By Grace Cyril: It’s hard to start a biopic like Zwigato from Applause Entertainment, which hits theaters today, March 17. However, the major drawback of the film is its pacing. Directed by Nandita Das, Zwigato follows the story of a food delivery rider who struggles with the world of ratings and algorithms. The highly topical film explores the lives of ‘ordinary people’. The plot of the story must have been very difficult and it promised from its trailer.
However, the delivery became overly preachy at times as you scratch your head at scenes where unnecessary political and religious drama is thrown in. Of course, Zwigato shows the plight of the delivery boys, but no emotions are felt. However, in pure Nandita Das fashion, where the film actually worked was the fact that there was no unnecessary melodrama. The struggles of a certain section of the society were shown in a very subtle manner.
Based in the city of Bhubaneswar in Odisha, Zwigato follows the life of Manas, a delivery boy played by Kapil Sharma. After losing his stable job as a factory floor supervisor during the Covid-19 pandemic, he tries to make ends meet as a food delivery boy. The film follows his daily life full of assessments, fines and chasing incentives to pull him out of financial trouble. Shahana Goswami, who plays his wife, does menial jobs like massaging in a rich man’s house.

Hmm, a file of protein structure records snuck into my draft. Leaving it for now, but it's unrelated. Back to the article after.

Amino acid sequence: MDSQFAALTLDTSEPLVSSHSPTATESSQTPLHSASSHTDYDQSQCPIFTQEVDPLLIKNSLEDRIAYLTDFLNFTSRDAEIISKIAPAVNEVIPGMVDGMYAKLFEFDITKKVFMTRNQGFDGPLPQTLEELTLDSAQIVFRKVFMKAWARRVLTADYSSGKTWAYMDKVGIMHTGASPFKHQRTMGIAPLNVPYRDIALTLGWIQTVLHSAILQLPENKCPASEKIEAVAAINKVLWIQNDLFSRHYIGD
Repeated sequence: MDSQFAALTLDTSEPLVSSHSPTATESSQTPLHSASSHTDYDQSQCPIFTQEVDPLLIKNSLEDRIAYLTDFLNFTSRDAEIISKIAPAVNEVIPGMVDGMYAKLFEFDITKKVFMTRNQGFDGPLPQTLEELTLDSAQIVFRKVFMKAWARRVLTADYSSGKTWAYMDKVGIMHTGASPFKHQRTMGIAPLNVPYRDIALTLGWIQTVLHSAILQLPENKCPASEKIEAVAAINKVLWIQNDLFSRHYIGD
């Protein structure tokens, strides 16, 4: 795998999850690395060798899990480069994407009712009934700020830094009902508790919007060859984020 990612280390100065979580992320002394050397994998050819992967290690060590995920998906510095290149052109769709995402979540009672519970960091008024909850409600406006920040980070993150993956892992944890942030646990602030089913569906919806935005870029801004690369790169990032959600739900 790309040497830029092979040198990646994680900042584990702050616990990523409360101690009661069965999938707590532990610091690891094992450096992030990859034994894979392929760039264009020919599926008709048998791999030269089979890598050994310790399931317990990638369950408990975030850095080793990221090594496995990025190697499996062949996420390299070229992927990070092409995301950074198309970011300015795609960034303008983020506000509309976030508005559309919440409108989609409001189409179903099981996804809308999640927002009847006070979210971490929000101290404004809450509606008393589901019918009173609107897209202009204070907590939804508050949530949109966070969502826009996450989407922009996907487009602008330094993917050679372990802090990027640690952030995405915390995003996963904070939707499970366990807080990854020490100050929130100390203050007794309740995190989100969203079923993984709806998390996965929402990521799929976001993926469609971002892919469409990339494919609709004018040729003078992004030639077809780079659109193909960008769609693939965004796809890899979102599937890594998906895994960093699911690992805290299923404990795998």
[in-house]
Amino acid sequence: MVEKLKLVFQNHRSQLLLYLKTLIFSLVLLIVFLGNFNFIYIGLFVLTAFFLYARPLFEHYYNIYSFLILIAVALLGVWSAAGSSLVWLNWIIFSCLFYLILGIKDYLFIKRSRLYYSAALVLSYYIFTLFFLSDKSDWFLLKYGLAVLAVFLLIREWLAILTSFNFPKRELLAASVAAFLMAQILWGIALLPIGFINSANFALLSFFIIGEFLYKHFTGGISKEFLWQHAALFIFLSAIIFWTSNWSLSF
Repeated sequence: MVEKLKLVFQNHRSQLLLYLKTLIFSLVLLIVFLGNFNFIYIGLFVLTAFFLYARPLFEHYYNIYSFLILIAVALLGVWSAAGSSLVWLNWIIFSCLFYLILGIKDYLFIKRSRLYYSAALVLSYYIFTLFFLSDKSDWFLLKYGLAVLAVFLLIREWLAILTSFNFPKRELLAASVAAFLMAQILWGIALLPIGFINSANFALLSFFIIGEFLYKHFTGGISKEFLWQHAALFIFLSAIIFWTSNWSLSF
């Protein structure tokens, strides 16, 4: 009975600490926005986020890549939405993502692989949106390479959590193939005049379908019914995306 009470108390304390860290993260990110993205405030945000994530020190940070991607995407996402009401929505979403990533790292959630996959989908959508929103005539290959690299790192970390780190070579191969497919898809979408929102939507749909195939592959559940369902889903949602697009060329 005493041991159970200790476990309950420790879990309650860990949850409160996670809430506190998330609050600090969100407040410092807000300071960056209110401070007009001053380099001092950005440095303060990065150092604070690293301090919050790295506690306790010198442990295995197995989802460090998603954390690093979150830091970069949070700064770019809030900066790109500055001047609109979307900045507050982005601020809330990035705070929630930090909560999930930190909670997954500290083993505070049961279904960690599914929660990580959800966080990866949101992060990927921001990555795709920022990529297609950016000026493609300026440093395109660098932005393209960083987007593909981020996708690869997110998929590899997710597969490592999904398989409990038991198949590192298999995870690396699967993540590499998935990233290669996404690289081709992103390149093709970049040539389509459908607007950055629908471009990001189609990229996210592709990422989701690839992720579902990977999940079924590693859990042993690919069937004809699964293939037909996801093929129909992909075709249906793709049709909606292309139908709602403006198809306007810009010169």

Manas is seen zigzagging on his bike throughout the film, trying to deliver as much as he can. He takes selfies with customers to earn an extra 10 rupees, he forgets to rate the customers. After each delivery, he asks customers to rate him, and he worries when his ratings fall. His wife Pratima is happy but Manas is not happy that he is not able to support his family financially. At one point, he even says to her, “Abdu mujse ziyata kameki (will you earn more than me?).” Nandita Das portrays the life of a delivery man perfectly and it is clear that she has done a lot of research. This movie.
Watch the trailer of Zwigato here:
There are some heartwarming moments in Zwigato . For example, the scene where Manas laments, Woh majboor hai, is liye mazdoor hai,” (He is a laborer because he is helpless) ‘Wo mastur hai, liye majpur hai’ (He is helpless because he is helpless. A laborer).” In another scene, a poor laborer We see Manas begging if he can deliver his bike on a bicycle. A fine line of class and gender discrimination is depicted in Zwigato . At one point, even Manas exclaims, “Maalik dikhai nahin deta par ghulami poori hai.”